Section 7 – Investments

Capital Gains Deduction

Taxpayers who realize a capital gain upon disposition of the shares of a qualified small business corporation are entitled to a deduction of up to $892,2182, i.e. taxable capital gain of $446,109. A ceiling of $1M applies to farming and fishing property (see Section VI). These ceilings constitute the limit of the taxpayer’s lifetime deduction for this type of property and other properties that were until 1994 subject to a $100,000 limit.

2 Ceiling for 2021, indexed annually.

If you own an unincorporated business and are planning to sell it, consult a tax specialist to see how you can benefit from the capital gains deduction.

Small Business Shares

Subject to the above-described proposed amendments, a taxpayer can take advantage of the capital gains deduction on the disposition of shares of a qualified small business corporation provided certain conditions are met, including the following:

During the 24 months preceding the disposition At the time of the disposition
  • The share belonged only to the taxpayer or persons related to him/her; and
  • More than 50% of the FMV of the assets of the corporation were used in an active business.
  • 90% of the FMV of the assets of the corporation are used in an active business.

Certain restrictions may prevent a taxpayer from using the capital gains deduction (e.g. business investment losses and cumulative net investment losses). A capital gain may also trigger the AMT (see point 12 of this section).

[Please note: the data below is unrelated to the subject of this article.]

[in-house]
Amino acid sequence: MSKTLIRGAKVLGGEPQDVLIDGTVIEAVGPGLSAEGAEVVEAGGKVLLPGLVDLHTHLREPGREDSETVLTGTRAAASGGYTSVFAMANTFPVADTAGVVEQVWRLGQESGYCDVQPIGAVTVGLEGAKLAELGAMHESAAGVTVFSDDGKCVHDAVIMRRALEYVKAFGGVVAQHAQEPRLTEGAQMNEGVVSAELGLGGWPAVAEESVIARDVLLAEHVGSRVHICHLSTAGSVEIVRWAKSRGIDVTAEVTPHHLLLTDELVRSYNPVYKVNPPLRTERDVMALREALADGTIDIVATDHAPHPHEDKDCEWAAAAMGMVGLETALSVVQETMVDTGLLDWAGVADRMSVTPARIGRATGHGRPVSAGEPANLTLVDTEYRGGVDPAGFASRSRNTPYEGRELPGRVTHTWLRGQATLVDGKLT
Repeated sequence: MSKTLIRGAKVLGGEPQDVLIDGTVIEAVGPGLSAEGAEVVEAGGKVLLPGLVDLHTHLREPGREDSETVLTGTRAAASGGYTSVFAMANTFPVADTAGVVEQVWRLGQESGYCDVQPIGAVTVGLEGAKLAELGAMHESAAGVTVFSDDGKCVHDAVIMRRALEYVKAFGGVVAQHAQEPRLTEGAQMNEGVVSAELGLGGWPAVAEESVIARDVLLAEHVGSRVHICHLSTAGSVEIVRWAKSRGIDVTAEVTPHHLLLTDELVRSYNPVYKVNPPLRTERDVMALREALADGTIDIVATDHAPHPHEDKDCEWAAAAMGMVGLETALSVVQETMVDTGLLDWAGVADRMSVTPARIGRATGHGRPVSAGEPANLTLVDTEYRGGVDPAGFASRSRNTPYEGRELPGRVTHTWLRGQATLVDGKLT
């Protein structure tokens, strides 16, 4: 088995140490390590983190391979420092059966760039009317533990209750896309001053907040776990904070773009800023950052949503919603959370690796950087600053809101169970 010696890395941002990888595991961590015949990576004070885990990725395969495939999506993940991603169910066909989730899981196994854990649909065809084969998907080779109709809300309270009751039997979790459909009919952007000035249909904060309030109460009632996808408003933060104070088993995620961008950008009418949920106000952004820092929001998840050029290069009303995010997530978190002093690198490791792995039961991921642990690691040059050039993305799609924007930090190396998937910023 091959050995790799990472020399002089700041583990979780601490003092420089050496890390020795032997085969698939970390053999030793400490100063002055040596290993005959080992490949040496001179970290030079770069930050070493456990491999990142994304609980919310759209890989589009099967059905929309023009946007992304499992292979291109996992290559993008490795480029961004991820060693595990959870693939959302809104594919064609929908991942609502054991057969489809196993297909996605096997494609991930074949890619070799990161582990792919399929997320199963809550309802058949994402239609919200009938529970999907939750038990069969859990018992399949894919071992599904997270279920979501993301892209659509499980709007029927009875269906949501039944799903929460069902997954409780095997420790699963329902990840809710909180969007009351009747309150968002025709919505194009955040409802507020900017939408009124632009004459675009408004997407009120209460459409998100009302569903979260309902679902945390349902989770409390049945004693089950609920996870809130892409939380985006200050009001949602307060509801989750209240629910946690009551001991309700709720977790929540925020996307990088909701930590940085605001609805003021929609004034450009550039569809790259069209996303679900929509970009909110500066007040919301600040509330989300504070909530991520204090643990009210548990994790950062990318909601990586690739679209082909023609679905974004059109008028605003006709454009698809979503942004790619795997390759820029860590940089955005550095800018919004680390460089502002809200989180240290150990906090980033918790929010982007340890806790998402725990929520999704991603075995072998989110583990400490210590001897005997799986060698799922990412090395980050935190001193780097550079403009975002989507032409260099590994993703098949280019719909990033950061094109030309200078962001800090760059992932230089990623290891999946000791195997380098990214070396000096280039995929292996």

If all the conditions are met, consider the possibility of crystallizing the deduction on shares of your business while the corporation is eligible.

Cumulative Net Investment Loss

In general, the cumulative net investment loss account represents the cumulative excess of investment expenses over investment income since 1988. Only taxable capital gains in excess of an individual’s cumulative net investment loss qualify for the deduction.

If you anticipate not being able to use your deduction due to cumulative net investment losses, consider paying yourself a dividend or charging interest on loans granted by you to your corporation.

Allowable Business Investment Loss

An allowable business investment loss is one-half of a capital loss incurred on the disposition of a share or debt of a small business corporation. Unlike capital losses, an allowable business investment loss is deductible from any other source of income, not just capital gains.

However, this loss must be reduced by any capital gains deduction claimed in previous years. In addition, the available capital gains deduction is reduced by such losses incurred since 1985, including the current year.

Example: An individual who realizes a capital gain of $800,000 on the sale of qualifying small business shares will only be entitled to a capital gains deduction of $600,000 if he/she claimed a business investment loss of $200,000 in a previous year.

Capital Gain – Reinvestment and Deferral of Taxation

Individuals who dispose of shares of a small business corporation are entitled to defer all or part of the capital gain on such shares to the extent the proceeds of disposition are reinvested in new common shares of an eligible small business corporation that carries on an active business. Certain conditions must be respected.

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